Appeals judges rule against plaintiffs in Jewish community center shootings

Firearms manufacturers and sellers cannot be held liable for criminal misuse of their products, a federal appeals court panel ruled Monday in a case stemming from a white supremacist’s 1999 shooting rampage at a Jewish community summer camp in Granada Hills.

The suit brought by the mother of a man fatally shot by Buford O. Furrow Jr. and the families of five others wounded -- including three preschool children -- sought to hold Georgia-based Glock Inc., dealer RSR Wholesale Guns Seattle and a Chinese manufacturer liable for negligence.

In a 2-1 decision, the U.S. 9th Circuit Court of Appeals panel upheld the constitutionality of a 2005 federal law that retroactively shielded gun makers and distributors from responsibility for criminal acts involving properly functioning weapons.

Furrow, a follower of the racist Aryan Nations, unleashed a barrage of semiautomatic weapons fire at the North Valley Jewish Community Center in Granada Hills on Aug. 10, 1999, wounding an adult, a teenager and three children ages 4 to 6. Later in the day, he shot and killed Chatsworth letter carrier Joseph S. Ileto.


Furrow pleaded guilty to avoid the death penalty and is serving five life terms in prison.

The victims’ suit against the gun providers was dismissed in 2002 for failure to state a claim under California law. A year later, a 9th Circuit panel reversed that District Court decision and the U.S. Supreme Court declined to review it, clearing the way for trial of the gun makers and sellers.

Meanwhile, Congress passed the 2005 Protection of Lawful Commerce in Arms Act, shielding suppliers from such suits and ordering dismissal of pending claims.

Monday’s ruling asserted that the law doesn’t violate constitutional protections of due process and separation of powers.


“Glock and RSR certainly sympathize with the victims of Buford Furrow who have been through a horrible tragedy . . . but we are happy that Glock and RSR are able to reaffirm their good name and the reputation of the firearms and law enforcement communities,” said New York attorney Christopher Renzulli, who defended the gun maker and seller.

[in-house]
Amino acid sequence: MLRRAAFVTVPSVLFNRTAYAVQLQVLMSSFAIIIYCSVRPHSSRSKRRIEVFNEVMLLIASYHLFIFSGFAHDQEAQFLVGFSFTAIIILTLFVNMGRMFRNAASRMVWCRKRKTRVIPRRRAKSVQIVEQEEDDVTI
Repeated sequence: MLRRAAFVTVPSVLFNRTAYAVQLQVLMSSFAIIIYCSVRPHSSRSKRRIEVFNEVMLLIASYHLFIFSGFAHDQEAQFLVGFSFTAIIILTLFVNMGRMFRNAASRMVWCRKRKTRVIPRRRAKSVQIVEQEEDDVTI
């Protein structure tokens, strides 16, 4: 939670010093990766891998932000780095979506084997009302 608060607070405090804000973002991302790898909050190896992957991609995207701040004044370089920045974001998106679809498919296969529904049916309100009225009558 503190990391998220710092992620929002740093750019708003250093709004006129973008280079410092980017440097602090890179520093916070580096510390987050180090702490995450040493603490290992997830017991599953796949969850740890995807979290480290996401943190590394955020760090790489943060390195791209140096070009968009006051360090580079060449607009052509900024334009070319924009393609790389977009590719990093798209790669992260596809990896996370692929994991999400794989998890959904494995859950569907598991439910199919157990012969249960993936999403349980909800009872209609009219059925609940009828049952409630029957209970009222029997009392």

A third defendant, China North Industries Corp., was not held to be immune from prosecution, though, because the law applies only to those registered with the federal government. The 9th Circuit panel sent the case against the Beijing company back to U.S. District Court for trial.

But China North’s lawyer, Charles H. Dick Jr. of San Diego, also saw the panel’s ruling as likely to result in a reprieve for his client. China North neither makes nor imports guns to the United States and has asserted throughout the case that the weapons used by Furrow weren’t provided by the company, although some manufacturers use its brand name, Dick said.

By affirming that the 2005 law protects suppliers, the appeals court has established that a manufacturer can’t be sued “on the theory that they were negligent in the way they sold these weapons,” Dick said.


Joshua Horwitz of the Coalition to Stop Gun Violence, which argued for the shooting victims, said the split ruling and the exclusion of China North “certainly leaves multiple options open” for the plaintiffs to pursue.

“This case has gone on for a long time with a lot of interesting twists and turns. It’s time to take stock of what our options are,” Horwitz said.

Judge Marsha S. Berzon, a 9th Circuit appointee of President Bill Clinton, dissented from the ruling that the 2005 law passes constitutional muster. Judges Susan P. Graber, also named to the bench by Clinton, and Stephen Reinhardt, appointed by President Jimmy Carter, provided the majority.